- Government rules say frequently-touched objects must be disinfected twice a day with diluted bleach due to coronavirus outbreak.
- Schools may look at other prevention measures, like splitting students into smaller groups during recess.
Hundreds of Hong Kong schools are preparing for a phased resumption of classes in two weeks, and some have decided to step up coronavirus disinfection measures by spraying their entire campus with an antibacterial protective layer and equipping their libraries with book sanitisers.
All schools resuming classes amid the pandemic are required to follow a set of guidelines issued by the government on Wednesday.
While some international schools are resuming classes from May 20, senior secondary students at local schools are to return on May 27, and lower secondary and primary school students in June.
Under the guidelines, objects frequently touched by students – including books, toys, shared objects and floor surfaces – should be cleaned and disinfected at least twice a day with diluted bleach.
At SKH St James’ Primary School near Wan Chai, principal Cheung Yung-pong said apart from thoroughly cleaning the campus with diluted bleach, an antibacterial mist treatment would be carried out in all indoor areas including classrooms, toilets and the school hall.
“In that way, most of the objects indoors will be covered with a protective layer, such as desks and chairs, white boards and display boards. Plus, the protection can last for up to three months … which would cover the period until pupils go on summer break,” he said.
The company that provided the mist treatment service said that about 20 other primary and secondary schools also planned to undergo the move.
Cheung added that the school library might not be open to students when classes resumed in June, though borrowing and returning books could be allowed, and an antibacterial book sterilisation machine that uses ultraviolet rays had been installed.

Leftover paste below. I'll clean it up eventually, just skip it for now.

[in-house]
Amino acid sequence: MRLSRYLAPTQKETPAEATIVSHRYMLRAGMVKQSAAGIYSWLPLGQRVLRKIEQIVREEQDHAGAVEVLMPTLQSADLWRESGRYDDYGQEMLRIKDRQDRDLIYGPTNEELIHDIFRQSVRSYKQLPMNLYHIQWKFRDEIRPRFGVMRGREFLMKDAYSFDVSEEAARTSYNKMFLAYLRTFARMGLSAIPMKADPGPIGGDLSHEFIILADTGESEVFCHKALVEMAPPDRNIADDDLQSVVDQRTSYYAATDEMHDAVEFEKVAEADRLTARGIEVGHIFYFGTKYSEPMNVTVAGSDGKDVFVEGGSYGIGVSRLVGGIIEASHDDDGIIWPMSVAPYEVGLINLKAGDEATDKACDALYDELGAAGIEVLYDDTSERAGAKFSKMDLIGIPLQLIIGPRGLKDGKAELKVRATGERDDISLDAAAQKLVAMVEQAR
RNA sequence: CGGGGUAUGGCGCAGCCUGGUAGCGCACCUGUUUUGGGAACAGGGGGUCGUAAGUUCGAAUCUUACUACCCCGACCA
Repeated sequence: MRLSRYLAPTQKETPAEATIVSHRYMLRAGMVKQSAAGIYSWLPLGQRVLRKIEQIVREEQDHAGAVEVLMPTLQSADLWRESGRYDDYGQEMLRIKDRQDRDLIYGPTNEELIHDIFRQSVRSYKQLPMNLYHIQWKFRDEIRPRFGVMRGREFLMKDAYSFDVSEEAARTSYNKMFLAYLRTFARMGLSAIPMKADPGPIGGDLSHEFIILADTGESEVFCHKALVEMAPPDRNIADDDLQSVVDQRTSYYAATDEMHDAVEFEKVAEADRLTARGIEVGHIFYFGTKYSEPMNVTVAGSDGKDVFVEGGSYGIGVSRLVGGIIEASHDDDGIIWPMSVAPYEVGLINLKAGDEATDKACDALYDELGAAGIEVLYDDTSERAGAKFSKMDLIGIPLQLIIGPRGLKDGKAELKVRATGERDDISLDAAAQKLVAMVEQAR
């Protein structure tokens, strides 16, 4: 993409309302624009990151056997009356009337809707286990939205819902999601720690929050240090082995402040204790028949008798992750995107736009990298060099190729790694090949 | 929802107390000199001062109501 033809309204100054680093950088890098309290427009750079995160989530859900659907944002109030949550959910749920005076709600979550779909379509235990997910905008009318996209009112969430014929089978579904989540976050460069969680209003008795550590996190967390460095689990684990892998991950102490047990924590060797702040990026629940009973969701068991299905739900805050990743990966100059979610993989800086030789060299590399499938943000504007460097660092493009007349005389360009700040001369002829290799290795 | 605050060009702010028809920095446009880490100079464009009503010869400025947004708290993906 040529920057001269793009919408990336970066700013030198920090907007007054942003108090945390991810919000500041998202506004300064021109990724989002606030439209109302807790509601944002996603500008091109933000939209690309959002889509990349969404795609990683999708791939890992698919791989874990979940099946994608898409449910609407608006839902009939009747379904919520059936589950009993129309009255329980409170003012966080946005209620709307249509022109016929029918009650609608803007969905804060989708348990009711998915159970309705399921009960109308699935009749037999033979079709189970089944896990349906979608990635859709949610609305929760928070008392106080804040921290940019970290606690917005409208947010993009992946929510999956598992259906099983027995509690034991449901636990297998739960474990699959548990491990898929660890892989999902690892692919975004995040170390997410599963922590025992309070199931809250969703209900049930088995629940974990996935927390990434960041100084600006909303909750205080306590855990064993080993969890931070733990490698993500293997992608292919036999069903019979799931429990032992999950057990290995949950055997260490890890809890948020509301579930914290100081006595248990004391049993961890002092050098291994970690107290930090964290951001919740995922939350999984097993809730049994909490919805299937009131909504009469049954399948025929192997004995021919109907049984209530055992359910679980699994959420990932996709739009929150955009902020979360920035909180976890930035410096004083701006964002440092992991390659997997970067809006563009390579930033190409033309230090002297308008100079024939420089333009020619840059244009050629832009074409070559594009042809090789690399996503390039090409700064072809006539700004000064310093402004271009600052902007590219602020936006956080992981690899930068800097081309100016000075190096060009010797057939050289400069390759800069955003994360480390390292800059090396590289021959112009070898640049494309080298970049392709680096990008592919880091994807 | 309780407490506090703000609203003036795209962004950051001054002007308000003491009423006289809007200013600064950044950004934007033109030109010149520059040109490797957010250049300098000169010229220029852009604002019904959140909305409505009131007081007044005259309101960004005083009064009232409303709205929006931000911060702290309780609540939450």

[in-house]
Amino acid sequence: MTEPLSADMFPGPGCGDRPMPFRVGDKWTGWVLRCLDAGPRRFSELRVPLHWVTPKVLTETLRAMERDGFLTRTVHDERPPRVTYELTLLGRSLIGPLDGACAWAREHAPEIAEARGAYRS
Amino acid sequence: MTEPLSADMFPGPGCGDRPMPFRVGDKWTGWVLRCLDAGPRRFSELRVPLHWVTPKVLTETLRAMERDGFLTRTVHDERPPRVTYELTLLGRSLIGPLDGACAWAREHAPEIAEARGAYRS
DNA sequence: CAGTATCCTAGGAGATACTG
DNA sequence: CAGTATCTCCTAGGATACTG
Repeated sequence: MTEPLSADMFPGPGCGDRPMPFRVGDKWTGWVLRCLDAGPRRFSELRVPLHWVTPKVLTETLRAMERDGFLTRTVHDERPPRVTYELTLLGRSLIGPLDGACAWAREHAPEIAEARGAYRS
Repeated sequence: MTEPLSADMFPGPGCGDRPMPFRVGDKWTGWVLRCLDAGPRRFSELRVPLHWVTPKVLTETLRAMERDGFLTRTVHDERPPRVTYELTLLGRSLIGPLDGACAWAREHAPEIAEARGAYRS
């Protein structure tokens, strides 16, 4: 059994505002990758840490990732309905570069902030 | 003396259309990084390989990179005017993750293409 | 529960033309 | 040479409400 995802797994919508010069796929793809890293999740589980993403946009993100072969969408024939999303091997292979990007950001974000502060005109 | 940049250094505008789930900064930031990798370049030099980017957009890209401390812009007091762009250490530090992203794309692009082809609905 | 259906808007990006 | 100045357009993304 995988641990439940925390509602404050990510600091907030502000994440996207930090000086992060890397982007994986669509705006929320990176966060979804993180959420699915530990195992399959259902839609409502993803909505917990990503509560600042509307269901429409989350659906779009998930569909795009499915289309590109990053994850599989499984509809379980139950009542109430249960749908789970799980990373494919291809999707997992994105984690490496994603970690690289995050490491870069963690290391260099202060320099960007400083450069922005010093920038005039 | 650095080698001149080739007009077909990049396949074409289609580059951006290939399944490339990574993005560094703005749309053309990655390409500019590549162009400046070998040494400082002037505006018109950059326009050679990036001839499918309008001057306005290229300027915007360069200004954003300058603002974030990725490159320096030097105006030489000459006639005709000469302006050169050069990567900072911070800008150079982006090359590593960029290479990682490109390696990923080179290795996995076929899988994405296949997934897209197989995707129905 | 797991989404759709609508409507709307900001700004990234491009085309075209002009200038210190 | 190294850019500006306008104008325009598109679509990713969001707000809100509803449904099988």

The guidelines issued by education and health officials on Wednesday said students should stay at least a metre apart inside classrooms and when lining up at the toilet or tuck shop. They are also to face the same direction during meals to avoid face-to-face interactions.
A machine uses ultraviolet light to sterilise books at the SKH St James' Primary School library.
Cheung said his school was also considering splitting students into groups and placing them in different designated areas during recess.
Apart from installing three infrared temperature-screening machines at its entrances, the school has also bought two robots to remind students to keep up hygiene measures.
While some experts have suggested officials might need to reconsider the return date for younger primary school students following the discovery of new local cases this week, Cheung said he believed face-to-face classes could still resume as planned as the new infections were all within one family.
“Our sector and many parents still hope for face-to-face classes to resume, especially after such a long term of class suspension,” said Cheung, who is also honorary chairman of the Aided Primary School Heads Association.
He said most primary schools would shorten the summer holiday by one to two weeks, with most pupils being able to begin their break by the end of July.